Education

Education has the power to transform people’s lives. We want every young person in the UK to have the best possible education outcomes and to gain the knowledge and skills necessary to thrive in our society. We fund education research to inform and drive the change needed to make this happen.

£5.7m

Given in grants for education projects in 2018.

89

Education projects are currently underway, worth a total of £14.5m.

Our goal is to find ways to improve educational outcomes through policy change and interventions that are grounded in robust evidence.

We fund research and development projects relating to education across all life stages – from early years through school, to further and higher education and vocational learning. We want to understand young people’s pathways as they move through these stages, and how they acquire skills and capabilities.

Many young people are disadvantaged in the education system, by factors such as special educational needs, disability, socio-economic background and location. Through the research we fund, we help to understand and address these disadvantages. We also aim to improve the quality of teaching and learning, and to understand and support teachers.

We recognise that education is not just what happens in the classroom – we also want to understand the wider influences on people’s education and chances in life, such as the role of families and informal learning.

 

Why education needs research


  • By the end of primary school, children from low-income families are 9.4 months behind on average – a gap that grows to 18.4 months by the time they leave secondary education. Our research helps identify ways this gap can be reduced.

  • An estimated extra 47,000 secondary and 8,000 primary teachers will be needed by 2024, just to maintain current pupil: teacher ratios. On average that’s an additional 11 teachers needed in every secondary school. Our research helps understand the challenges for recruiting and retaining teachers and how they might be better supported.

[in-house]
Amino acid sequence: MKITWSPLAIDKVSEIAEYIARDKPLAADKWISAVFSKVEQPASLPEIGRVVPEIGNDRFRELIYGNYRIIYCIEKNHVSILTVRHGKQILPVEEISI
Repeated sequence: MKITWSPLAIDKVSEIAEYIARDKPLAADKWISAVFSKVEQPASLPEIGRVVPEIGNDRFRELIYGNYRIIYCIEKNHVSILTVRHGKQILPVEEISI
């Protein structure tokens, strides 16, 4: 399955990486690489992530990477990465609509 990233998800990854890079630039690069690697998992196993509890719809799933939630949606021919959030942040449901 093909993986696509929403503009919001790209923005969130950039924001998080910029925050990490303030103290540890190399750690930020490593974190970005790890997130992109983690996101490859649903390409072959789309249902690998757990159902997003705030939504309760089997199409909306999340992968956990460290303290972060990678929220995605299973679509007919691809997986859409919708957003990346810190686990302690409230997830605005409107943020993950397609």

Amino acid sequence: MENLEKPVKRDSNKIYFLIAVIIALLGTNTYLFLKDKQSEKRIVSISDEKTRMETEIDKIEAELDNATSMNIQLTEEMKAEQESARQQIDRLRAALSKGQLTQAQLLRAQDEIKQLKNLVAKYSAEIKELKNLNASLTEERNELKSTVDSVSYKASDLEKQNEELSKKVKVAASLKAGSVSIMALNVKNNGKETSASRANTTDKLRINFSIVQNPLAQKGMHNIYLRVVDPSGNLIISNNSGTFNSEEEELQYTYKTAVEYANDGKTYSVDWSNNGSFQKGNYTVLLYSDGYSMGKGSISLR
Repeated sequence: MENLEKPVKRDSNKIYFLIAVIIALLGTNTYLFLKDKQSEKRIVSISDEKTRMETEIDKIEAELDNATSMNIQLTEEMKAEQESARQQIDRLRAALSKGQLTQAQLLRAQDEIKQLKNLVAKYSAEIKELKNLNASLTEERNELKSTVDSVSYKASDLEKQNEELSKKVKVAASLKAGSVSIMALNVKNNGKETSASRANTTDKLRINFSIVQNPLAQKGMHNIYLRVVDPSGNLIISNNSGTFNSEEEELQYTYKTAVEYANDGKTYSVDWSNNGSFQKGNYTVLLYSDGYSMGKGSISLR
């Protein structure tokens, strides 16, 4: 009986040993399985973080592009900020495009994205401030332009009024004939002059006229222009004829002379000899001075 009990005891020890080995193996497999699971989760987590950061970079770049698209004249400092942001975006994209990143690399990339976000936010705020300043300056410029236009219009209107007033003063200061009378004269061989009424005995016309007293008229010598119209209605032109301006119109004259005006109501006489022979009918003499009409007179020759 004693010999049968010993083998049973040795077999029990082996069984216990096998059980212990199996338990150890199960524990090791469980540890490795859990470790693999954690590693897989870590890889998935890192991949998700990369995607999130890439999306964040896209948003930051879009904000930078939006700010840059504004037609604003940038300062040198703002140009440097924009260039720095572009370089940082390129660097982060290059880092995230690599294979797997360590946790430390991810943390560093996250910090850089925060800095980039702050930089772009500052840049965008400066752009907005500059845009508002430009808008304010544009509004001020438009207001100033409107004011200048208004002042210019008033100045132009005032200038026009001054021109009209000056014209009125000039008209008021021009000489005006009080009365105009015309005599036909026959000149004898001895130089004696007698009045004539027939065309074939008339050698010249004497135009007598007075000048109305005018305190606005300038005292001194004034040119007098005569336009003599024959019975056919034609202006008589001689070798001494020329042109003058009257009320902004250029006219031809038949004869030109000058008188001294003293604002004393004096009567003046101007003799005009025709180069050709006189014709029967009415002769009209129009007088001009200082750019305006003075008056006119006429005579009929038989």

• The number of pupils with special educational needs (SEN) has increased for a third consecutive year to 1,318,300 in January 2019, representing 14.9% of the total pupil population. We need research to understand the educational needs of this population and the most effective ways to meet them.

What do we fund in education?


We are currently funding research, development and analysis projects, with a focus on:

  • Skills and capabilities that equip children and young people for life and work, both within and beyond educational institutions.
  • Teaching quality, particularly projects that improve practice through evidence-based interventions and those that harness digital technologies to improve teaching, learning, parental engagement and child development.
  • Young people’s pathways, with an increased focus on young people following non-HE routes.
  • Educational disadvantage, including special educational needs, physical disabilities, mental health issues, socio-economic disadvantage, geographical disadvantage and looked after children.
  • Direct interventions that improve young people’s lives and align with the four priorities identified above and which are grounded in evidence.

Our team


  • Eleanor Ireland
    Programme Head, Education
  • Programme Head, Education
  • Programme Head, Education
  • Cross Cutting Project Lead, Early Childhood

  • Director, Education
Our impact in education
See our impact
01

Children around the UK are improving their oral language skills through the Nuffield Early Language Intervention, which has been shown through rigorous and largescale trials to improve learning and attainment for four- and five-year-olds.

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02